"Wait, is your recorder still running? Can we cut that last part out, I want to keep the focus on how AB-InBev is embracing new technologies, that last part is kind of off the record."

Comment Re:What bothers me more (Score 1) 371

How many people take "getting their news" seriously period?

I still get the printed local newspaper and the NY Times on the weekend. I get up early and usually see the delivery person drop off papers on our street. 10 years ago they stopped at most houses on my block, now it seems like they deliver to only a handful of houses.

Obviously this process started years ago with TV news as the alternate source, but with "news" available so easily online many people don't get the paper at all, and of them I would bet few are serious readers going through the whole web site to get the equivalent of paging through an entire newspaper and discovering stories and reading them (one reason I get the paper is I often find stories I missed online).

But nowadays, so many people are plugged into Facebook that they don't even have a pretense of reading the news, they just kind of click through links on major stories.

IMHO, I doubt these same people are factually less ignorant than they would have been 20 years ago (they may not have been newspaper readers then, either). What's really bad about is the echo chamber effect. Your "friends" on Facebook all have a similar world view, so you just end up getting hammered with the same reinforcing information.

What I think is curious in this election cycle are the number of "anti-Trump" posts by people I'm pretty sure don't have a single Trump supporter in their friend list. Why are they (repetitively) posting information on how horrible Trump is to an audience that already agrees nearly completely with them? I'm starting to think this isn't about being in favor of or against Trump per se, but some other kind of social reinforcement behavior designed to demonstrate to their friends how much they share a common world view.

It almost takes on a quality like a religious piety, like a testifying their religious faith in front of other believers. They're not trying to convince their friends to change their views, they're trying to convince their friends how *strong* their religious beliefs are.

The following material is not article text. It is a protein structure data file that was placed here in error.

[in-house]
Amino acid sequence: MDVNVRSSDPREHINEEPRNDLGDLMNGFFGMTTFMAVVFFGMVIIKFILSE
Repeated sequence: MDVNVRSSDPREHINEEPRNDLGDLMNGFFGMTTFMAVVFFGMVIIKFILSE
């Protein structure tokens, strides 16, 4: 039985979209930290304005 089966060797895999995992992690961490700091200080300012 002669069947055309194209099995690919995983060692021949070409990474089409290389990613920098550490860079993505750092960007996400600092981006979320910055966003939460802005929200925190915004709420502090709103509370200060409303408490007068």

Comment Re:Randomly selected policy positions (Score 1) 115

The list of positions a party takes can be seen as its ideology; it doesn't necessarily have to mirror a specific defined ideology (socialism, etc). Party ideology is inherently flexible in a democratic polity but generally remains stable over the medium time even if some elements of party ideals change or shift.

Democrats, for example, have generally supported social welfare, minority rights, gun control, abortion as a right, even if some of these views have shifted (ie, Bill Clinton's support for ending "welfare as we know it").

Comment Re:Bugger! (Score 1) 95

While you are correct, I must confess.... MY first reaction to this was "Oh good, you mean I can root my phone that I bought with my money now"

As much as I hate the implications of this.... and I do.... I also hate that I own a device that is functionally crippled and unable to run many of the apps I would like to run.

Funny ecosystem we have eh?

Comment Re:Makes some sense (Score 1) 176

I think there are some areas where there is only opinion and not truth -- is Pulp Fiction a great movie? There's no objective measurement of its quality, so in many ways the truth of that statement can be defined by a group and stating its your favorite isn't necessarily a falsehood if its collectively agreed to be a great movie.

I also think people in general don't have a lot of deep reflection skills, so even they don't know how they're feeling. They don't even know the answer or they're not really able to evaluate it quickly enough to provide a complete answer.

I also think there's a difference between cognitive bias and purposeful lying. You may know facts X and Y and extend this knowledge to similar idea Z and reason a conclusion about it and assume it's true and report it to others. You're not purposefully aiming to deceive, but you aren't really relating the truth because you don't know enough facts about Z. But because you know X and Y are true you think Z must be true as well.

So I'm rambling a little, but I wonder if the amygdala has a role in the evaluation of truth content. If my general thought is correct, it'd be reasonable to think that there's some part of the brain with is being under-used in people who "end up giving whatever answer is quick and easy".

It reminds me of the bicameral mind theory. It's complex, but it argues that consciousness is a small part of our cognitive life, that mostly we do things without thinking about them actively. It may be that some people have a "quieter voice" in their heads and simply have a lower level of conscious experience than others, and hence have less actual knowledge about their mental state of being.

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The opposite of a correct statement is a false statement. But the opposite of a profound truth may well be another profound truth. -- Niels Bohr